Combating avian influenza through systematic analysis of antigenic drift, genetic variation, and development of novel diagnostic tools and vaccines
Avian Influenza (AI) viruses cause devastating economic losses and pose risks for both animal and human health, particularly among poor farmers who work in conditions where infections risks are high. The spread of AI can be limited by vaccination and slaughter, but the socio-economic costs can be prohibitively high for those in developing countries.
There are multiple strains of the virus circulating which can evolve rapidly; compromising the effectiveness of both diagnostics and vaccines. This requires broadly cross-reactive vaccines and vigilant surveillance to identify the circulating virus strains. Researchers from the UK, Vietnam and Pakistan are working together to identify cross-protective antigens in order to develop new multifaceted vaccines that can protect against AI as well as other endemic diseases such as Duck Plague and Marek's disease.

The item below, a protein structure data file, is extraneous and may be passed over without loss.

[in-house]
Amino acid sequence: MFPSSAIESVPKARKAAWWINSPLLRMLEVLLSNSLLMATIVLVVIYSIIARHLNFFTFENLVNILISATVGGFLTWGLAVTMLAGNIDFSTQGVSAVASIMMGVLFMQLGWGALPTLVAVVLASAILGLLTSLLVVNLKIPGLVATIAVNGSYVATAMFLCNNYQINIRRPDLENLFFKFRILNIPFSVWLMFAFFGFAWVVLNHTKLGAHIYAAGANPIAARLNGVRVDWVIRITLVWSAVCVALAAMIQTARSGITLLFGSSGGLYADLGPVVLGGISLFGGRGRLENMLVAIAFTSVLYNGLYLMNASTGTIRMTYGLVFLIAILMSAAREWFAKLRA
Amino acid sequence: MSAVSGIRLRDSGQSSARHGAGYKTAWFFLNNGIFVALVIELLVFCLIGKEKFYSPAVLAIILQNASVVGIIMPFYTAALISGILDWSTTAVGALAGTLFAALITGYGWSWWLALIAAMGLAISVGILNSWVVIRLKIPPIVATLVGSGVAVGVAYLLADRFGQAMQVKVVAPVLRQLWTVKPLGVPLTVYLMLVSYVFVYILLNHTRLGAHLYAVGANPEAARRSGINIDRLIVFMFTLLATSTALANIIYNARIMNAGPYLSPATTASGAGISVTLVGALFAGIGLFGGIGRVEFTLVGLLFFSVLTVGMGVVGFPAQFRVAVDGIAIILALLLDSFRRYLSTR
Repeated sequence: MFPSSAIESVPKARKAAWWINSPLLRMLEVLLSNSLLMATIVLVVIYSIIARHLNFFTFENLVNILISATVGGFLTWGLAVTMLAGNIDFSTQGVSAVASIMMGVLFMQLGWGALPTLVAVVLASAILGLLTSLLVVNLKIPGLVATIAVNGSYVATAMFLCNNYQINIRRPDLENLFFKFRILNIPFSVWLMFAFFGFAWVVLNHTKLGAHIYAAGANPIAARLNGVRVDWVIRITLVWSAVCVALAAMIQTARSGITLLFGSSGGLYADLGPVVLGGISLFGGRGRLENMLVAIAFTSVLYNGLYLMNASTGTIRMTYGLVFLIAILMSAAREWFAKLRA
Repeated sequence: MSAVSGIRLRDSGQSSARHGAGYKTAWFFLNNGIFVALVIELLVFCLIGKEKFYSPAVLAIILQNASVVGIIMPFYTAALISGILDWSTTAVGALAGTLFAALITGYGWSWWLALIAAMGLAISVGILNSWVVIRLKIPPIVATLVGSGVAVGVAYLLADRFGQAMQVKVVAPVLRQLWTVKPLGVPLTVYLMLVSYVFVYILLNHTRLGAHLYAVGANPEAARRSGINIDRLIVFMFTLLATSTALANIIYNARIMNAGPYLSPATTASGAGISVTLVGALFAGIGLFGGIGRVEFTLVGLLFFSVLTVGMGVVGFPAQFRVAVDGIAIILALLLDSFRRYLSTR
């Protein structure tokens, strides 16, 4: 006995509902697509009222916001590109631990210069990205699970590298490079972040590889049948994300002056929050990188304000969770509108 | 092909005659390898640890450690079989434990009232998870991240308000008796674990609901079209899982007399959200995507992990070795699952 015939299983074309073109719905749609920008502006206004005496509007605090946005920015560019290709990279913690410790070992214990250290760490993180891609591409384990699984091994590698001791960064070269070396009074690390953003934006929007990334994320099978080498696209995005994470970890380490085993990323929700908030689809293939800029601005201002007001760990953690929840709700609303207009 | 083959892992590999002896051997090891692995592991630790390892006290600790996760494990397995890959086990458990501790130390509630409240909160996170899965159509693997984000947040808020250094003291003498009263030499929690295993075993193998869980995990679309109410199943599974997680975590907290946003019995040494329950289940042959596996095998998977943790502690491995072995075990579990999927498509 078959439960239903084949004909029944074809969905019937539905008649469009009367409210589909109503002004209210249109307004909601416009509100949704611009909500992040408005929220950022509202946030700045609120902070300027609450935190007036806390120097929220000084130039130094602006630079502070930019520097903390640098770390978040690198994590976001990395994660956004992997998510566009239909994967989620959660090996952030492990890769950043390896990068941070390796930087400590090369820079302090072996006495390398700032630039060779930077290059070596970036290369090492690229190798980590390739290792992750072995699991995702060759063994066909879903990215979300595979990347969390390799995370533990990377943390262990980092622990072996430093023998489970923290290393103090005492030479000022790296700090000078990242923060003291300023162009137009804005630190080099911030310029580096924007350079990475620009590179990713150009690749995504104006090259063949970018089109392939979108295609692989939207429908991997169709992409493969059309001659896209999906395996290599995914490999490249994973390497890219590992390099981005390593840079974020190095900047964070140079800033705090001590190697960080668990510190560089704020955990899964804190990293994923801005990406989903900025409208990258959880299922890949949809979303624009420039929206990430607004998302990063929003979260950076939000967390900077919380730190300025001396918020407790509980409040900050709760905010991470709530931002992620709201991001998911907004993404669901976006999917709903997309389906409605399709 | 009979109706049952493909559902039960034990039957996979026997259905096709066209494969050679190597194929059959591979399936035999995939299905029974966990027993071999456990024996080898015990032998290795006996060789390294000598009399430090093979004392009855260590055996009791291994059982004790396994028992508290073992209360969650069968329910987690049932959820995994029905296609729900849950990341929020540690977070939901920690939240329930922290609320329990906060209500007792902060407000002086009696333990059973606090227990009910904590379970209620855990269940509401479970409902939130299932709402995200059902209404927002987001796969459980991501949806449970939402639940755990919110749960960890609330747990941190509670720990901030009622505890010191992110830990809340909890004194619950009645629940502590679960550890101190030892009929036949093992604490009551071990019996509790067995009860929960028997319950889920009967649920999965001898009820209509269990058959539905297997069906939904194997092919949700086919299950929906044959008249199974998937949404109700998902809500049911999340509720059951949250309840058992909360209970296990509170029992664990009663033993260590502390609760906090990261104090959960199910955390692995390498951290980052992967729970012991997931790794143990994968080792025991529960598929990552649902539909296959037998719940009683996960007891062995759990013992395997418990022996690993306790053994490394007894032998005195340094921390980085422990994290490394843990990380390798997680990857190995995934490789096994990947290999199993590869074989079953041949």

Detailed assessments are being undertaken to evaluate how our novel developed vaccines and pen-side diagnostics can benefit stakeholders. Field trials, modelling, case studies and community-based activities will improve understanding about the impact of AI and how different control strategies can help protect livelihoods, public health, and food security.
This four-year ZELS research programme (Grant Reference: BB/L018853/1) is being undertaken by a consortium of following eight multidisciplinary research teams from United Kingdom, Vietnam and Pakistan.
- Dr Munir Iqbal: The Pirbright Institute
- Dr. Juliet Bryant: Oxford University Clinical Research Unit (OUCRU), Hanoi)
- Prof Maciej Boni Oxford University Clinical Research Unit (OUCRU) Ho Chi Minh City.
- Dr To Long Thanh: National Centre for Veterinary Diagnostics (NCVD), Hanoi.
- Prof Tahir Yaqub: University of Veterinary and Animal Sciences (UVAS), Lahore).
- Dr Khalid Naeem: (National Reference Laboratory for Poultry Diseases, Islamabad)